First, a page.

What Is Primordial Sound Meditation?

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  • Written By: Cynde Gregory
  • Edited By: PJP Schroeder
  • Last Modified Date: 03 November 2019
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Many styles of meditation have been born through the ages and around the world, but they all share in common the ability to bring the mind to a place of peaceful rest. Primordial sound meditation, which has its origins in the Indian Vedic meditation tradition, uses the repetition of a mantra to lead the mind inward beyond the cacophony of the universe. Each meditating being is given a uniquely created mantra, or sound.

Followers of primordial sound meditation believe that deep within the mind is a tranquil and harmonious serenity. Being able to dive beneath the mental surface, however, is difficult. Everyday thoughts, worries, and hopes create mental noise that blocks the pathways within.

Deepak Chopra, a spiritual leader as well as a doctor, believes that the repetition of a personal mantra can allow a practitioner to find the pathways that are available between mental chatter, though often hidden by it. A practitioner’s personal mantra is created by using a mathematical formula that is part of the Vedic tradition. This formula incorporates universal vibrations that marked the precise moment and location of the practitioner’s birth. In a sense, a mantra can be seen as the practitioner’s truest name.


In the meditative state, the practitioner of primordial sound meditation continues to mentally or orally repeat the mantra over and over. The mantra simultaneously blocks other, distracting sounds and clears the inner mind to allow the meditating individual to open to a state of utter awareness. This state does not involve ego; it isn’t awareness of itself being aware of itself but a radiating understanding of the nature of illusion.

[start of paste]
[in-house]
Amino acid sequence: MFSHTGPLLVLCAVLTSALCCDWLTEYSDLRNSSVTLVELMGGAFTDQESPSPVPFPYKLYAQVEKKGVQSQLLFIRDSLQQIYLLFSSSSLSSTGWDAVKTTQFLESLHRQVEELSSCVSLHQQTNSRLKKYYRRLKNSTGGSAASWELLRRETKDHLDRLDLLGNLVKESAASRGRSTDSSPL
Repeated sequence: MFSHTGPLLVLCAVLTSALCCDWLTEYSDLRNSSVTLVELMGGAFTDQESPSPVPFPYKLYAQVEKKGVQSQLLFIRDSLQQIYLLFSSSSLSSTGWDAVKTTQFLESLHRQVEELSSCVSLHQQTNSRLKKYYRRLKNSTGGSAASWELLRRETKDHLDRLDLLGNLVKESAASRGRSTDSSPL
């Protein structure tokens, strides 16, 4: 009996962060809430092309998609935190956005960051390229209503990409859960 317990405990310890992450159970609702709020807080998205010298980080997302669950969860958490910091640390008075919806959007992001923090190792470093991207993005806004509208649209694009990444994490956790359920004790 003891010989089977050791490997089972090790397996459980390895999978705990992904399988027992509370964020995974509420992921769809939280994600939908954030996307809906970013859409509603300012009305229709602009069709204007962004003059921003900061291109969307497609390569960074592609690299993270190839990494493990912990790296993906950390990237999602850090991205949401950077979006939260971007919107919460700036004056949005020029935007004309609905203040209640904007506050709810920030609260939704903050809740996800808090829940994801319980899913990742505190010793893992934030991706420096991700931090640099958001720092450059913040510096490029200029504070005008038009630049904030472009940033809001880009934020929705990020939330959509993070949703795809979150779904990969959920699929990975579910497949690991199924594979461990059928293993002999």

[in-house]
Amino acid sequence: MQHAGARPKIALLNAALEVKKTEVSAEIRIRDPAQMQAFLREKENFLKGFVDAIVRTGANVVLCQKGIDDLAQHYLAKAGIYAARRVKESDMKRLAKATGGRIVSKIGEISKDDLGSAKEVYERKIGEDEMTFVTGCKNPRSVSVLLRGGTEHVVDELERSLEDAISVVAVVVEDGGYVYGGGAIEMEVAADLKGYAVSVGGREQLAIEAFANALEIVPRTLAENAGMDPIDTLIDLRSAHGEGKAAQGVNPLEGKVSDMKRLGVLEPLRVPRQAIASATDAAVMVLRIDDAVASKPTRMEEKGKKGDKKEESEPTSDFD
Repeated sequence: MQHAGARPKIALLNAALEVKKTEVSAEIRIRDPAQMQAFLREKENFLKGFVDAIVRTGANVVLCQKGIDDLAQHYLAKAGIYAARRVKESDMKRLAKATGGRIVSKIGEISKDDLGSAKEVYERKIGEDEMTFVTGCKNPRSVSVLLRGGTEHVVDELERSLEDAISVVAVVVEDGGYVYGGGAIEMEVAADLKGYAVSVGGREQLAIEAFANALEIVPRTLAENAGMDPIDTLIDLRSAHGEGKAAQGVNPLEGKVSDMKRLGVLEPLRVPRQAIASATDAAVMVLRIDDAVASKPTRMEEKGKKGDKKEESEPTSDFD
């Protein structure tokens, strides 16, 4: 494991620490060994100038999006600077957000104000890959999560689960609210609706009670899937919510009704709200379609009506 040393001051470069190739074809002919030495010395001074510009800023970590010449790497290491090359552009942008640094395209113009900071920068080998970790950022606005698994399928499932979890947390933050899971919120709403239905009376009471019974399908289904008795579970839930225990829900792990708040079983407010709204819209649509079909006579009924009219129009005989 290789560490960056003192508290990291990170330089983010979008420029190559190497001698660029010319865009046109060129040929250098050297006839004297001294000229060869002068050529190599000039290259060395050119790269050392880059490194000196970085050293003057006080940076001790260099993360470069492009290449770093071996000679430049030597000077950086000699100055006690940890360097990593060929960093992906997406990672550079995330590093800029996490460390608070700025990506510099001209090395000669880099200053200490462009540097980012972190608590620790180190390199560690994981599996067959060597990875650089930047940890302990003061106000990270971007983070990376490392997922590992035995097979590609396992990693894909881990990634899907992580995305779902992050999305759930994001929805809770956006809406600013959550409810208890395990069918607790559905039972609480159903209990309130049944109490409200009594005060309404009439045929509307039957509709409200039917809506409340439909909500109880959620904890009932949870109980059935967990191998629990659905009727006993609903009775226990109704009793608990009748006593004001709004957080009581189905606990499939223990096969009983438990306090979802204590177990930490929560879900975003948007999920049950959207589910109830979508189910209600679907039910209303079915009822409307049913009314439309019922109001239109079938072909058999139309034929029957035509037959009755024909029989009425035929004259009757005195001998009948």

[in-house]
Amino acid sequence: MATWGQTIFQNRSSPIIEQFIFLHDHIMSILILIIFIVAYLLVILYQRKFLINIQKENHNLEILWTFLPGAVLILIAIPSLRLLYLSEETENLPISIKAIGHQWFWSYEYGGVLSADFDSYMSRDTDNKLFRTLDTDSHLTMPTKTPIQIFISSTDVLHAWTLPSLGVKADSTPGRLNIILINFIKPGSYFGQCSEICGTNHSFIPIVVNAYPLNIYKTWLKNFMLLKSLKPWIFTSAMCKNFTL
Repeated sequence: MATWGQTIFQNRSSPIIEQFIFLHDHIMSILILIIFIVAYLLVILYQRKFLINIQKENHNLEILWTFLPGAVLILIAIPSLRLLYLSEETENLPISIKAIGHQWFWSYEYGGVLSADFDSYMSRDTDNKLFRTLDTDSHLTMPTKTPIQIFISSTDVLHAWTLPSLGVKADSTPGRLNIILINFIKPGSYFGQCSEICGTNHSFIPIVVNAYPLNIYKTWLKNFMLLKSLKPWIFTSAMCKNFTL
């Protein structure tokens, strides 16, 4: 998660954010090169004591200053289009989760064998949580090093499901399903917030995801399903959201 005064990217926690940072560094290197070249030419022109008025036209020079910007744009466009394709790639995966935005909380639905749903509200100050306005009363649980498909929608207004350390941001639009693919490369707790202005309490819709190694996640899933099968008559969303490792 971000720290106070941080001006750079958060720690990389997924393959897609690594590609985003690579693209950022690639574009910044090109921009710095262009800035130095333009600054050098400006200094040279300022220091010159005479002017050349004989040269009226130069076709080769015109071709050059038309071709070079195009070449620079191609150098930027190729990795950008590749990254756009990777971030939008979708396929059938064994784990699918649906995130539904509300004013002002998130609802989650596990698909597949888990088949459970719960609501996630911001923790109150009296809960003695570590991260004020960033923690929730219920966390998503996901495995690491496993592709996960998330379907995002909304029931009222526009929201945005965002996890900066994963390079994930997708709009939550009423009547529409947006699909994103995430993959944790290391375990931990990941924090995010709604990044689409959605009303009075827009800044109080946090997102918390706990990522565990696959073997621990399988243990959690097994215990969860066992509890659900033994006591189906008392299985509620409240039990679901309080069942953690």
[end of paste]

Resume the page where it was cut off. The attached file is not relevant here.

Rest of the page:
To an observer, it can appear that a person deep in primordial sound meditation is in a state similar to sleep. While it is true that, following meditation, practitioners report a sense of fresh energy similar to that produced by sleep, the meditative state is nothing like a sleep state. The mind is highly alert, not to thoughts but to being in the present moment. It is quiet and at the same time fully attentive.

Practitioners claim mediation has a wide range of health benefits, and medical research agrees. The slow, even breaths used in meditation lower blood pressure. Blood flow increases, which soothes away exhaustion. The immune system grows stronger. In fact, people who meditate regularly are less likely to fall ill to common sicknesses such as colds, and when they do, their recovery times are shorter.

There are long-term benefits to meditation. Individuals who suffer from insomnia and anxiety report that, with daily meditation, they learn to eliminate these problems. People who suffer from chronic pain or who have long-term health issues also appear to be helped by meditation, which minimizes their health problems and makes them easier to control without medication.


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Post 3

I practice primordial sound meditation and I enjoy it very much. I do have a personalized mantra and that's the only mantra I use.

Although I believe that repeating any sound will actually help someone clear the mind and focus, repeating the sound that was present in the universe during the individual's birth is more effective. I meditate longer when I use my personalized mantra and I feel more peaceful and more in touch with myself than every before. I do recommend it.

Post 2

@bear78-- I guess the only difference is that there is no personalized mantra during regular mantra meditation. So those who want a personal mantra that correlates with their time of birth will prefer to do primordial sound meditation. In regular meditation, the individual just picks a mantra or a sound such as "om" and repeats that during the meditation.

Aside from this, I don't think there is much of a difference between the two. Whichever you choose to do, I'm sure that the benefits will be the same or similar.

Post 1

What exactly is the difference between primordial sound meditation and mantra meditation which also uses mantras? Does it really matter which one I practice?

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